Flight attendants file rights case-A A +A
Monday, September 20, 2010
MANILA -- Disgruntled flight attendants of embattled flag carrier Philippine Airlines (PAL) rushed to the Commission on Human Rights (CHR) on Monday after the airline refused to stop the implementation of so-called “discriminatory work policies”.
Roberto Anduiza, president of the 1,600-strong Flight Attendants and Stewards Association of the Philippines (Fasap), also reiterated the group’s move to go on strike at the end of October or early November.
In a letter addressed to newly-appointed CHR chairperson Etta Rosales, Fasap said the airline has “trampled” upon the rights of the workers unknown to public knowledge.
“PAL is holding us hostage by prolonging the CBA (collective bargaining agreement) process until the flight attendants abandon the cause of equality,” the group said.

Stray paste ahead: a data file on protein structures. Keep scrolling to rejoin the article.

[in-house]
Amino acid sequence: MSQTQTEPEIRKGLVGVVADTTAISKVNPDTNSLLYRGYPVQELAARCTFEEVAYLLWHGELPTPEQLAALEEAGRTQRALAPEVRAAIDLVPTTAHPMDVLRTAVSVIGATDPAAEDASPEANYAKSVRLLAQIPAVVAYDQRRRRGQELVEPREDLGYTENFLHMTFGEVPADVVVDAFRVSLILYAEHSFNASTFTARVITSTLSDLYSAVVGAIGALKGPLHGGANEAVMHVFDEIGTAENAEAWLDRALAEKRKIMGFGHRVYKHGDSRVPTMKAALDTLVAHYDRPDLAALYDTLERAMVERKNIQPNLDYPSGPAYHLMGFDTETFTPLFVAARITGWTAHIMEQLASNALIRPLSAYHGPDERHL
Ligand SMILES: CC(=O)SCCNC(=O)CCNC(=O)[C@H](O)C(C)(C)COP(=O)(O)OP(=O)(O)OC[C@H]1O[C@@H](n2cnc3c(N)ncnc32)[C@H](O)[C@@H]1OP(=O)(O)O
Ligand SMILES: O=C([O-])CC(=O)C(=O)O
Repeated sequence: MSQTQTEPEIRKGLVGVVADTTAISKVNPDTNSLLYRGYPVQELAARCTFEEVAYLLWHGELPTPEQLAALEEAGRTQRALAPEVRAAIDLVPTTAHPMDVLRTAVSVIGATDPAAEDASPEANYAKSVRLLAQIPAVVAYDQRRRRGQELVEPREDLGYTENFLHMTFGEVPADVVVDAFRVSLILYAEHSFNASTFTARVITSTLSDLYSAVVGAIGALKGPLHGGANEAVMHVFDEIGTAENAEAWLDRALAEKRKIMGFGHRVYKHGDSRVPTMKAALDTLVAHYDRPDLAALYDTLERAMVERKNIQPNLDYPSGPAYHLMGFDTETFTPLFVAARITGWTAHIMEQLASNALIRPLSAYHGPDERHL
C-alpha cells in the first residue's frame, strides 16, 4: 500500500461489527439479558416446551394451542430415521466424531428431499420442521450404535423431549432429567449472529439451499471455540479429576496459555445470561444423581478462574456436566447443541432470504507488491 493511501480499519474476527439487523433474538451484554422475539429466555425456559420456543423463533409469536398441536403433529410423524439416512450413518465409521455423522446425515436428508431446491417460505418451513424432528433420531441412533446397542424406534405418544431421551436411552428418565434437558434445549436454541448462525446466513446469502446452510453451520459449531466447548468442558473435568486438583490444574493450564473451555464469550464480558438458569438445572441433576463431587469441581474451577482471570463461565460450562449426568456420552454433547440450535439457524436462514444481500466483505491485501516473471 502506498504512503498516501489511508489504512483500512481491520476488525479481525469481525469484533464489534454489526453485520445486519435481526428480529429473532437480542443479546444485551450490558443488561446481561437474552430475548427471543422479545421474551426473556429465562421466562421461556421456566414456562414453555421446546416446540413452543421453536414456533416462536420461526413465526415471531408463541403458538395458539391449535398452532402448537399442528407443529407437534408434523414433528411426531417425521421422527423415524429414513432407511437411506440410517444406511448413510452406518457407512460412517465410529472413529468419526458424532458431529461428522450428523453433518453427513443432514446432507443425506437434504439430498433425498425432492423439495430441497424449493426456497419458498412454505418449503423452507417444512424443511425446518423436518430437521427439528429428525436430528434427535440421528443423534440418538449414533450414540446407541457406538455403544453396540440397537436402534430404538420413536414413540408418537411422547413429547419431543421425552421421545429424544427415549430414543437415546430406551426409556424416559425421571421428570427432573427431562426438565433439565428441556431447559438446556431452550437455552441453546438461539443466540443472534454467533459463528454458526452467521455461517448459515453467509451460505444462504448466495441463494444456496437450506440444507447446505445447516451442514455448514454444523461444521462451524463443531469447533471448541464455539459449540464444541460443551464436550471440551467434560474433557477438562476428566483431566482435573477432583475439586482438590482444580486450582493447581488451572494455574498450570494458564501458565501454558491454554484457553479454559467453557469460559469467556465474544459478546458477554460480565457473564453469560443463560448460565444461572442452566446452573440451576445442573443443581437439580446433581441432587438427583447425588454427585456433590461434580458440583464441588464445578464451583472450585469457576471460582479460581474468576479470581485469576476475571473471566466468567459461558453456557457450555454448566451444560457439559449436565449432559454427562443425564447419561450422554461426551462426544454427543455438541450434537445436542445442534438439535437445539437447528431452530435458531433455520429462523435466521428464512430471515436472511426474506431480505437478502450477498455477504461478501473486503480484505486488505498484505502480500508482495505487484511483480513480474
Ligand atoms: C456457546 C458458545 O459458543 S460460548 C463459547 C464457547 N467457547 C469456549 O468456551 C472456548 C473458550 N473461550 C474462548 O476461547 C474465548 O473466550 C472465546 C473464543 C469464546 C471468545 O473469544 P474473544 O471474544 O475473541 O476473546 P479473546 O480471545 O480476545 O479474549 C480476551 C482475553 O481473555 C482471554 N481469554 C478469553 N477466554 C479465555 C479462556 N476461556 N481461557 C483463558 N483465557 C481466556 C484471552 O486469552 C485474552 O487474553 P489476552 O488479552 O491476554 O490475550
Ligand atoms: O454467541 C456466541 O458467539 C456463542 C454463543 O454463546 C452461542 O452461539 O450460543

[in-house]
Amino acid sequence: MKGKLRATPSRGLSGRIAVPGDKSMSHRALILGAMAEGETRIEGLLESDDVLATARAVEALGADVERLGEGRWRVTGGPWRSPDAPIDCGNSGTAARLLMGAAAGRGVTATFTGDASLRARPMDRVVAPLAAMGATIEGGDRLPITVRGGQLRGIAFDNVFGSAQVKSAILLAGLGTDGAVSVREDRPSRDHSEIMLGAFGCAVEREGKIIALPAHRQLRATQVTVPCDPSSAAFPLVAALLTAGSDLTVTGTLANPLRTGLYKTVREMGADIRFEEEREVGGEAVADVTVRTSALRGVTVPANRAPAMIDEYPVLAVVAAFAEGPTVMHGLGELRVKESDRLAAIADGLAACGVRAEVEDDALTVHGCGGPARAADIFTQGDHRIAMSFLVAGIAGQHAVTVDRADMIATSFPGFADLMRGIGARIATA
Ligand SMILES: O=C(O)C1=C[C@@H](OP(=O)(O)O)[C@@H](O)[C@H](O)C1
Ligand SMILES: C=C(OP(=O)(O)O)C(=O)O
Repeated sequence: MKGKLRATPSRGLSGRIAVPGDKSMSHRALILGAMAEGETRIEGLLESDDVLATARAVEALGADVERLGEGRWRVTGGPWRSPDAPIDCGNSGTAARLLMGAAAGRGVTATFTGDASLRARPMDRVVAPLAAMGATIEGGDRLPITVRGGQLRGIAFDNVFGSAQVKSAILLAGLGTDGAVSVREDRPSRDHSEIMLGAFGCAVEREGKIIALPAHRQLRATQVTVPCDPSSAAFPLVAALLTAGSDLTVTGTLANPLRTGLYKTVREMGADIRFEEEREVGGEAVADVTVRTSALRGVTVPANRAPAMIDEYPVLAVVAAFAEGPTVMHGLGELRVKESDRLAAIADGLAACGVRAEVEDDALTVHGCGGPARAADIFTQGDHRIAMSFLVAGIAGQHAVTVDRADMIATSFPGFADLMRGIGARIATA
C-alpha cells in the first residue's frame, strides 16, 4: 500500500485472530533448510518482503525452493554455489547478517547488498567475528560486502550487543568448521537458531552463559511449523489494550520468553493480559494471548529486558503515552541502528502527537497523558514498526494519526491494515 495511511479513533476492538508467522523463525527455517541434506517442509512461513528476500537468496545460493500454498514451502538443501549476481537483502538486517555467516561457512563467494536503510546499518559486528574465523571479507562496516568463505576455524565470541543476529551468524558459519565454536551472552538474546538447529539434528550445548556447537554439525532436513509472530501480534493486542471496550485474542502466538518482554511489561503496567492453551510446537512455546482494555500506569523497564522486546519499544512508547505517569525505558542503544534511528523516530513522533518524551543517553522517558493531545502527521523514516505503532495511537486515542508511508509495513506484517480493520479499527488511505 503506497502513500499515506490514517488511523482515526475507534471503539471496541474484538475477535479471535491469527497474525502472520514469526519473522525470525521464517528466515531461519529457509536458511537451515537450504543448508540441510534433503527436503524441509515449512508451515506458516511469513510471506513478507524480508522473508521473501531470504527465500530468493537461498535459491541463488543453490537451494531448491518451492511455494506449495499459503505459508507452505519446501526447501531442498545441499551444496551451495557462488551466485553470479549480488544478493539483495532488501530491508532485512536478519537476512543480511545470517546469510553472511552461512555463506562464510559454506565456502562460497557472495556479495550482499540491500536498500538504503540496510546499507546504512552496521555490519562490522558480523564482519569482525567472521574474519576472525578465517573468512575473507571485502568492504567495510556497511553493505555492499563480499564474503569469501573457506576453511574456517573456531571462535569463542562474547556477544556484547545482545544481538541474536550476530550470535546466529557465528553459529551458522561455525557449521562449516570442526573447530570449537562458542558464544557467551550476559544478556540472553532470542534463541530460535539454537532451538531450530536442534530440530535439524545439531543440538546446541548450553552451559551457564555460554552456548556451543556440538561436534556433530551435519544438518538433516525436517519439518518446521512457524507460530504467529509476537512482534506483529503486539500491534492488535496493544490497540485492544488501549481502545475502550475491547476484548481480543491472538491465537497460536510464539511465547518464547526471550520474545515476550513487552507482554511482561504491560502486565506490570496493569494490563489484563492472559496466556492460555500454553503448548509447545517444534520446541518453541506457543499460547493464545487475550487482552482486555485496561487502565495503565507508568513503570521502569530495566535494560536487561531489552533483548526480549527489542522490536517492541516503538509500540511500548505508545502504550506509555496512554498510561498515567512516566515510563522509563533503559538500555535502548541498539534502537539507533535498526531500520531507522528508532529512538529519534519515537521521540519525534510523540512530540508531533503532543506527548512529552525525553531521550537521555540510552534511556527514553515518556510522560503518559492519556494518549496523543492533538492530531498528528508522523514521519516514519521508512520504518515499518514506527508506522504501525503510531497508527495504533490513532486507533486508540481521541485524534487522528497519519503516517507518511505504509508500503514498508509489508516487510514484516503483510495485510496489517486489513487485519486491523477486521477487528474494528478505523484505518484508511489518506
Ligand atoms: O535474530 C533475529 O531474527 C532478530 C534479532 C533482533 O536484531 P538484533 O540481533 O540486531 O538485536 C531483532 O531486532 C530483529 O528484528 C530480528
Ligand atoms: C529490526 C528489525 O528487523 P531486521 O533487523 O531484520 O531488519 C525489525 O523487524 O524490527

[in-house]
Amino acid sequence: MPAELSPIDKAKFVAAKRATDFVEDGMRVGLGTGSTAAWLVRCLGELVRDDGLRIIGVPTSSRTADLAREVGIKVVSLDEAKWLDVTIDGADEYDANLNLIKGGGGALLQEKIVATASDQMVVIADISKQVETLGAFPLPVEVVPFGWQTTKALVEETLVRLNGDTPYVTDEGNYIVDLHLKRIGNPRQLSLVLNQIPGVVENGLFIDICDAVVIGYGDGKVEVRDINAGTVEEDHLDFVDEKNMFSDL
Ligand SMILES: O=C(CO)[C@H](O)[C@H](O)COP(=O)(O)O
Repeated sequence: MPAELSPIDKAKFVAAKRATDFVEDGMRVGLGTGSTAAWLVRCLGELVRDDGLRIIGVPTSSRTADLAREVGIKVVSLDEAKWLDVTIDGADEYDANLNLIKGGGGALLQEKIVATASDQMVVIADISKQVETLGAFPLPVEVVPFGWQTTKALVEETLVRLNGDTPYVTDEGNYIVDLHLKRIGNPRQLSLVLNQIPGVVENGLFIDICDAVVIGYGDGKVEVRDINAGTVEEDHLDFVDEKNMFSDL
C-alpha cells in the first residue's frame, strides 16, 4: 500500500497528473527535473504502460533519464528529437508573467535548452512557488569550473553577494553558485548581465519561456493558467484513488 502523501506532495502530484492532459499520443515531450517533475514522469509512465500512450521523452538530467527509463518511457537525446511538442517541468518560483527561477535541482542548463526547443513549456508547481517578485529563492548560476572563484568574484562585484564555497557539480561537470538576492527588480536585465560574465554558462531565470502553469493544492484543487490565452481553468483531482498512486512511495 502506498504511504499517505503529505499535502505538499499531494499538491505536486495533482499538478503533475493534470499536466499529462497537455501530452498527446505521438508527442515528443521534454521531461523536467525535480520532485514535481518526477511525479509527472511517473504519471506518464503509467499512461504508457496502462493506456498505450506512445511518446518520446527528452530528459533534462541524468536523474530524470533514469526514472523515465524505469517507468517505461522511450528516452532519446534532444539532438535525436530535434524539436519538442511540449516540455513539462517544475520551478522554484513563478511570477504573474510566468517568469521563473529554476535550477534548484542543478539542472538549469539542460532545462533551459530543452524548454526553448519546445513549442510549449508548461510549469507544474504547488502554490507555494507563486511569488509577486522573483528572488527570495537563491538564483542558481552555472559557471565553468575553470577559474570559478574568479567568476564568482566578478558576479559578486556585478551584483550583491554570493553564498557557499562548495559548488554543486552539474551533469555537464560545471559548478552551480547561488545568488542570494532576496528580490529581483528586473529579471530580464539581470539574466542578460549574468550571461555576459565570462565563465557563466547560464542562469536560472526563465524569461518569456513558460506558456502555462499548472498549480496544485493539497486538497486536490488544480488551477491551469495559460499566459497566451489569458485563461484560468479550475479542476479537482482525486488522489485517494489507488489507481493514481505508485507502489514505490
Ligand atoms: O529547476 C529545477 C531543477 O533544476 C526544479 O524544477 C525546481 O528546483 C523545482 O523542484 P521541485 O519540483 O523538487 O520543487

Under the existing CBA, male and female flight attendants who were hired before November 1996 would be retired once they reach 60 and 55 years old, respectively, and those hired from 1996 and beyond would be retired at age 45 for both males and females.
Those hired after November 2000, on the other hand, will be retired by the age of 40 for both males and females, which Fasap found “discriminatory.”
“By forcing us to retire early before our time PAL is depriving us of our right to gainful employment and a dignified retirement,” said Fasap, adding that the airline’s management violated the gender equality clause mentioned in the Constitution.
Aside from the retirement age, Fasap contended PAL’s policy on pregnant flight attendants, where they are allegedly forced to go on leave for seven months without pay and outright suspension of their benefits.
Sought for comment, Rosales said the commission will release its position on the issue in a month.
“We will closely study this although in hindsight PAL could have committed some lapses because this age and gender discrimination issue has not yet been fully addressed,” she said.
The government tries to resolve the ongoing labor woes in Asia’s oldest airline including the adoption of an open-skies policy should the situation worsens. (Virgil Lopez/Sunnex)